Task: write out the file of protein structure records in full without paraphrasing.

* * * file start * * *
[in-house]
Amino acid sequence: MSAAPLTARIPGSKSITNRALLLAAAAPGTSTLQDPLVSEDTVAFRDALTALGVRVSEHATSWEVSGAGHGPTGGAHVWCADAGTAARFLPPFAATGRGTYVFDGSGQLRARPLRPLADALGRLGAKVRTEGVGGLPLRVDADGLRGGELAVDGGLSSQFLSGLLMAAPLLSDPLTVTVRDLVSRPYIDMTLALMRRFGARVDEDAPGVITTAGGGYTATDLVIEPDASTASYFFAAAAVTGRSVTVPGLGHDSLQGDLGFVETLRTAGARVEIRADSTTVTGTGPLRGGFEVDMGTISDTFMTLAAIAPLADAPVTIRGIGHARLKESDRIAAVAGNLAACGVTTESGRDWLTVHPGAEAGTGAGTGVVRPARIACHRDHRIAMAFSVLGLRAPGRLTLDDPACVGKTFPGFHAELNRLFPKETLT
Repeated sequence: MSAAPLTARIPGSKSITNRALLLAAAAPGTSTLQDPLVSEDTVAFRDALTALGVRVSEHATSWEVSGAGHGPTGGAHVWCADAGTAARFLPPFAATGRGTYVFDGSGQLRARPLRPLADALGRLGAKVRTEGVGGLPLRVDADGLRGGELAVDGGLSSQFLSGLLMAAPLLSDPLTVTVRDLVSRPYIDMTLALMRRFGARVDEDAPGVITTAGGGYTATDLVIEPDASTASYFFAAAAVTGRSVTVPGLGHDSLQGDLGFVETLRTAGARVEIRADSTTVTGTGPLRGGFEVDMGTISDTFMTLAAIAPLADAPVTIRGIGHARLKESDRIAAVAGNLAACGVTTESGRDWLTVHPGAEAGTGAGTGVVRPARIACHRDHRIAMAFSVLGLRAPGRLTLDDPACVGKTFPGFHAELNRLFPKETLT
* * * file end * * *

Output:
[in-house]
Amino acid sequence: MSAAPLTARIPGSKSITNRALLLAAAAPGTSTLQDPLVSEDTVAFRDALTALGVRVSEHATSWEVSGAGHGPTGGAHVWCADAGTAARFLPPFAATGRGTYVFDGSGQLRARPLRPLADALGRLGAKVRTEGVGGLPLRVDADGLRGGELAVDGGLSSQFLSGLLMAAPLLSDPLTVTVRDLVSRPYIDMTLALMRRFGARVDEDAPGVITTAGGGYTATDLVIEPDASTASYFFAAAAVTGRSVTVPGLGHDSLQGDLGFVETLRTAGARVEIRADSTTVTGTGPLRGGFEVDMGTISDTFMTLAAIAPLADAPVTIRGIGHARLKESDRIAAVAGNLAACGVTTESGRDWLTVHPGAEAGTGAGTGVVRPARIACHRDHRIAMAFSVLGLRAPGRLTLDDPACVGKTFPGFHAELNRLFPKETLT
Repeated sequence: MSAAPLTARIPGSKSITNRALLLAAAAPGTSTLQDPLVSEDTVAFRDALTALGVRVSEHATSWEVSGAGHGPTGGAHVWCADAGTAARFLPPFAATGRGTYVFDGSGQLRARPLRPLADALGRLGAKVRTEGVGGLPLRVDADGLRGGELAVDGGLSSQFLSGLLMAAPLLSDPLTVTVRDLVSRPYIDMTLALMRRFGARVDEDAPGVITTAGGGYTATDLVIEPDASTASYFFAAAAVTGRSVTVPGLGHDSLQGDLGFVETLRTAGARVEIRADSTTVTGTGPLRGGFEVDMGTISDTFMTLAAIAPLADAPVTIRGIGHARLKESDRIAAVAGNLAACGVTTESGRDWLTVHPGAEAGTGAGTGVVRPARIACHRDHRIAMAFSVLGLRAPGRLTLDDPACVGKTFPGFHAELNRLFPKETLT